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Giuditta Caliendo. Born in 1975. Ph.D. from University of Naples. Adjunct Professor of English Language and Translation at the University of Lille3.
EURIAS Fellow (Sept 2016 - Jan 2017)
The general objective of the study is to investigate the representation of organized crime in video documentaries from a critical perspective, highlighting the constitutive role of language, multimodality and translation in constructing the global identity of the two most powerful Italian crime syndicates today, the Camorra and the 'Ndrangheta.
The Camorra and the ‘Ndrangheta, two organized crime structures from Southern Italy, have only recently gained international visibility following some key events that marked their ‘Media outbreak’. The best seller “Gomorra” (2006) by Roberto Saviano was translated into English in 2007, introducing for the first time to the entire world the complex structure and abominable deeds of Naples’ crime syndicate, the Camorra (the bitter play on words of the book’s title originates from this name). The same novel also inspired Matteo Garrone’s internationally acclaimed film and the crime drama series “Gomorrah” which generated unprecedented interest about Naples’ criminal organization. Also in 2007, the massacre of six Italian mobsters in the German city of Duisburg gave extensive international media coverage to another previously unknown crime syndicate, the Calabrese ‘Ndrangheta, when for the first time a ‘vendetta’ was brutally pursued outside of Italy’s borders.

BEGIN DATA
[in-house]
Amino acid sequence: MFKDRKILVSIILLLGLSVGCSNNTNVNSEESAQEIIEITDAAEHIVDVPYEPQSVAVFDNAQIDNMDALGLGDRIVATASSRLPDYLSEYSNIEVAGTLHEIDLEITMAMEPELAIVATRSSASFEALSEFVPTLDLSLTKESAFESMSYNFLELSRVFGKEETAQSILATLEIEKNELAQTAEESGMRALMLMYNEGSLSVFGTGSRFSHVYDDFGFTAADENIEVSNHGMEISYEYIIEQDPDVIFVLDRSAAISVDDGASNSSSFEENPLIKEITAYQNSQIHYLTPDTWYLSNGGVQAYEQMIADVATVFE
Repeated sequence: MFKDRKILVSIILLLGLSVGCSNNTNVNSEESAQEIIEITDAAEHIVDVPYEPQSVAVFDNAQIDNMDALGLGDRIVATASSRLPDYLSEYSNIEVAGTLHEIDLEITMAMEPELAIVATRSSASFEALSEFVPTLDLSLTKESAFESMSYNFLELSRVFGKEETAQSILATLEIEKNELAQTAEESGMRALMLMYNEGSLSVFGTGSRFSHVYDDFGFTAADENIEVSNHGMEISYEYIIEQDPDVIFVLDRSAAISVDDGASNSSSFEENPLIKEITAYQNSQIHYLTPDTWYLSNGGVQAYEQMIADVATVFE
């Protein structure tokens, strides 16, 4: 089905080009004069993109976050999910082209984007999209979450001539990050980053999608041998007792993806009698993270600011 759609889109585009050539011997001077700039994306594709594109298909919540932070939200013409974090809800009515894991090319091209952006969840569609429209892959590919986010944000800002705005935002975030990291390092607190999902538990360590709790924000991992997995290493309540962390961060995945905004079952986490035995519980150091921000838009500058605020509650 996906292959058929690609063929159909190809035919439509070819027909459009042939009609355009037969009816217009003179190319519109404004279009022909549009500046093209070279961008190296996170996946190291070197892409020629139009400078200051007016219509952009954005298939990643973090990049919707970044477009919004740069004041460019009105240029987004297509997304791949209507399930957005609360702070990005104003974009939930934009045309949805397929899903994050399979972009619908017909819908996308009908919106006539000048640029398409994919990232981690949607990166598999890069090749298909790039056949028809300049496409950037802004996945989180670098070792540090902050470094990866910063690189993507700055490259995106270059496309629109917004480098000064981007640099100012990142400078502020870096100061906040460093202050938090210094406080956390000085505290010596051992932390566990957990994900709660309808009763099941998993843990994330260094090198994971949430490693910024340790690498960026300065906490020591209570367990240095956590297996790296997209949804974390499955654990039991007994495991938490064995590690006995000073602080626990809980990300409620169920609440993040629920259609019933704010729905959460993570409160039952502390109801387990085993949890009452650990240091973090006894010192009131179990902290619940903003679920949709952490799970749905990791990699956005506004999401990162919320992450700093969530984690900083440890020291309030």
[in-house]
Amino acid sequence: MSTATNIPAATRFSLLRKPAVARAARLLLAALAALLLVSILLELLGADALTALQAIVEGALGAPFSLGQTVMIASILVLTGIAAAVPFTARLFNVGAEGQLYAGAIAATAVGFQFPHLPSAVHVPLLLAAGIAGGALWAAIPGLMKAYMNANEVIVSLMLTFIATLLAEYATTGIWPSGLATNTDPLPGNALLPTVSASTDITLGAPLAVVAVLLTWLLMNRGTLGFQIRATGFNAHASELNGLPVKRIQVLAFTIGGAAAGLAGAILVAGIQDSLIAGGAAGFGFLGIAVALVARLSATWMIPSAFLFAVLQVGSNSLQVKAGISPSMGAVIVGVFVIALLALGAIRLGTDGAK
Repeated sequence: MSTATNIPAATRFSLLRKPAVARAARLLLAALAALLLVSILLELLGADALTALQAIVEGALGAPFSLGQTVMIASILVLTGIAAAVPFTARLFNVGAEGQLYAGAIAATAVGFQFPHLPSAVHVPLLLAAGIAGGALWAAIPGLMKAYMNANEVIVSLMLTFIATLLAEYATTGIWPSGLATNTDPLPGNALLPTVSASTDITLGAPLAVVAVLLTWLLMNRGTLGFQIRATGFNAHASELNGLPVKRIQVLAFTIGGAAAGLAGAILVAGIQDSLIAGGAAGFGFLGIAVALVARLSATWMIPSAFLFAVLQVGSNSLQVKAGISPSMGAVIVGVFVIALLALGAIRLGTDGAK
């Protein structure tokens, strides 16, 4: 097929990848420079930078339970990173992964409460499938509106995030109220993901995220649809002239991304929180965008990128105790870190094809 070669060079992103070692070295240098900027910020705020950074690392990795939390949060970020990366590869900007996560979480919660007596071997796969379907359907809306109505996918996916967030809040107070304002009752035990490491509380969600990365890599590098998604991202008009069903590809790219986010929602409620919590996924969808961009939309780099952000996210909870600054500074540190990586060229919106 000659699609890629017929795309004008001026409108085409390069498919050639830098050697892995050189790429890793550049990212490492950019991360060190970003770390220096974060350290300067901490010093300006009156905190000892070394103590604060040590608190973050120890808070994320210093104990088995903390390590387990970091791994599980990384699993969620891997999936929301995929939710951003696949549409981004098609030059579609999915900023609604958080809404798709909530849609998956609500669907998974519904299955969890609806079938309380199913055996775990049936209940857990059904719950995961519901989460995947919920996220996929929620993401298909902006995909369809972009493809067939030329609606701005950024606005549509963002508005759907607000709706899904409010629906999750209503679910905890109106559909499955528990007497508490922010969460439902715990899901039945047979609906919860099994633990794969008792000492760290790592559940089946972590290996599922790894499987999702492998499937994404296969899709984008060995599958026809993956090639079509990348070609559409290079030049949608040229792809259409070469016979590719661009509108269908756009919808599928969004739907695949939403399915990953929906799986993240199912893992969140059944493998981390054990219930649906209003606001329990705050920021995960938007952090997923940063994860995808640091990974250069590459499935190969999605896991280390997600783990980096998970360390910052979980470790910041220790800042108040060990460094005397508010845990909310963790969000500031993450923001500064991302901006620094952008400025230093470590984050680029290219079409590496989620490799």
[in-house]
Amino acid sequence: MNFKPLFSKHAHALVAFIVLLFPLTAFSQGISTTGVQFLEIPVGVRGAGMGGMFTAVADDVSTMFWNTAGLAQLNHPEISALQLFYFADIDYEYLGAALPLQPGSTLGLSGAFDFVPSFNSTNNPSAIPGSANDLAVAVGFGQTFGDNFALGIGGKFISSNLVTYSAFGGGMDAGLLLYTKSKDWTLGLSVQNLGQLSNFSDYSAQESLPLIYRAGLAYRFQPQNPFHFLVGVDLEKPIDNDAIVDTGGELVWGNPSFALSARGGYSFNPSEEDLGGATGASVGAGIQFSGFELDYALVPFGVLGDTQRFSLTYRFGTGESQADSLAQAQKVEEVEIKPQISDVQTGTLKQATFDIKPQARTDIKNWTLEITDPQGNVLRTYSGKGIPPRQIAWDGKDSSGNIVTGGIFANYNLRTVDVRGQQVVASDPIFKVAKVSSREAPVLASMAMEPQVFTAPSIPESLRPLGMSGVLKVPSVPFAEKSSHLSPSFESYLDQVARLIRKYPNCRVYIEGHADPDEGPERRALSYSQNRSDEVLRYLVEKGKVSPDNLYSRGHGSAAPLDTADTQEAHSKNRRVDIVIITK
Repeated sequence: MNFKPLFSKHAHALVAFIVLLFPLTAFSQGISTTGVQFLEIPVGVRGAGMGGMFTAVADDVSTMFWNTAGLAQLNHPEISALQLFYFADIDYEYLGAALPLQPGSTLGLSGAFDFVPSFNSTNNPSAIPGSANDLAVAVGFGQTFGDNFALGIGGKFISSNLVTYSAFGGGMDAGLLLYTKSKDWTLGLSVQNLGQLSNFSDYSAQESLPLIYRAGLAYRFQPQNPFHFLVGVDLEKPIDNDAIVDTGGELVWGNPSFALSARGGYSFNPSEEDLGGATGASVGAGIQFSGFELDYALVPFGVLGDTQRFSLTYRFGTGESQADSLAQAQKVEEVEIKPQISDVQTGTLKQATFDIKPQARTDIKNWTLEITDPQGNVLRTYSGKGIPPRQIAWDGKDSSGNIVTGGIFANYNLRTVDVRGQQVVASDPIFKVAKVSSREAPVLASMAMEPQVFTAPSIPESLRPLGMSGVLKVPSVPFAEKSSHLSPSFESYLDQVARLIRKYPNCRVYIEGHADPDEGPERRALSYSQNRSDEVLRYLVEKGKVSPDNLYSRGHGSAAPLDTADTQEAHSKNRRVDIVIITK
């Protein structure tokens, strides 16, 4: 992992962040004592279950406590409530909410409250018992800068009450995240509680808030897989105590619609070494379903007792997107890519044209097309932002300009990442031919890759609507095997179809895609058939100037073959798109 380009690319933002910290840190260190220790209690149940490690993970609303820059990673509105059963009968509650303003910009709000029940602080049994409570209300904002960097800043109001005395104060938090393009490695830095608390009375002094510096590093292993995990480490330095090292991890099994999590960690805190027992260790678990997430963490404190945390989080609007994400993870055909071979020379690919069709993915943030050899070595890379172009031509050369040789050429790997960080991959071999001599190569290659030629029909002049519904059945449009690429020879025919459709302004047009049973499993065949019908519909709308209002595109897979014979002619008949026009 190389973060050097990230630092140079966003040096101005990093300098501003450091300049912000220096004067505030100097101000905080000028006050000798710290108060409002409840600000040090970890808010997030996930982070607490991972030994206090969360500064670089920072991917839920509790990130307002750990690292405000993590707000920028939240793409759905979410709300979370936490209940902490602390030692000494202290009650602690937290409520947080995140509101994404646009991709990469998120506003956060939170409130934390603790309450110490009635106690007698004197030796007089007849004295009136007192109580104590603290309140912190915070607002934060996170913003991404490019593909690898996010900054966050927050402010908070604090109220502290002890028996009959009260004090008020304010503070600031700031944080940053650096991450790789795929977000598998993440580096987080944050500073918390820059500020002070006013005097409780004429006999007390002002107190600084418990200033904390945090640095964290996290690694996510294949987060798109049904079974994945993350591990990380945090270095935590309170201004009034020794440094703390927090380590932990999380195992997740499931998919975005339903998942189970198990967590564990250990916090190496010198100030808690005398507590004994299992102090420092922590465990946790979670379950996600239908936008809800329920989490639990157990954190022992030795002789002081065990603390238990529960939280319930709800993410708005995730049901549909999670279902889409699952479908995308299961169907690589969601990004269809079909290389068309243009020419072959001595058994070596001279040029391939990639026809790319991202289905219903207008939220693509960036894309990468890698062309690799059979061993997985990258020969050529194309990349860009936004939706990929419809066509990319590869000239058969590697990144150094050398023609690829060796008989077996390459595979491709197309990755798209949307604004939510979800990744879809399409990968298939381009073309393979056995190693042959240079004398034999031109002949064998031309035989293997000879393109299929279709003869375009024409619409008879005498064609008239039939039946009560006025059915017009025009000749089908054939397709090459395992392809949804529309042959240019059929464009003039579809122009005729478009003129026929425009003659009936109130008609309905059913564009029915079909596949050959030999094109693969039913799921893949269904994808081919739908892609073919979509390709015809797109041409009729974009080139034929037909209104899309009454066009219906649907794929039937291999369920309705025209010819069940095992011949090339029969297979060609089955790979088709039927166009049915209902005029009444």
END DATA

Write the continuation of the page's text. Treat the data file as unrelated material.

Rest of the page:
These events marked a decisive turning point in the way the Camorra and the ‘Ndrangheta, generally less visible and yet more dangerous than the Sicilian Cosa Nostra, started to be represented to the general public via the media. The international media began to give higher visibility to these criminal systems, which until then had been considered as far too alien or remote to be comprehended by a mass audience. The Media contributed not only to the overall process of awareness-raising among the public, but also to the shaping of the unfamiliar universe of actors, images and codes of conduct characterizing the ‘new’ mafias.
This study investigates mechanisms of dissemination and representation of the 'lesser-known' mafias beyond Italy's borders by looking at the audiovisual genre of the expository documentary. The documentary genre is particularly conducive to our research aims as it does not propose a reproduction of reality, but rather "a representation of the world we already occupy". This genre is therefore not merely referential and informative, but can be constitutive of new forms of identity inhabiting the criminal world.
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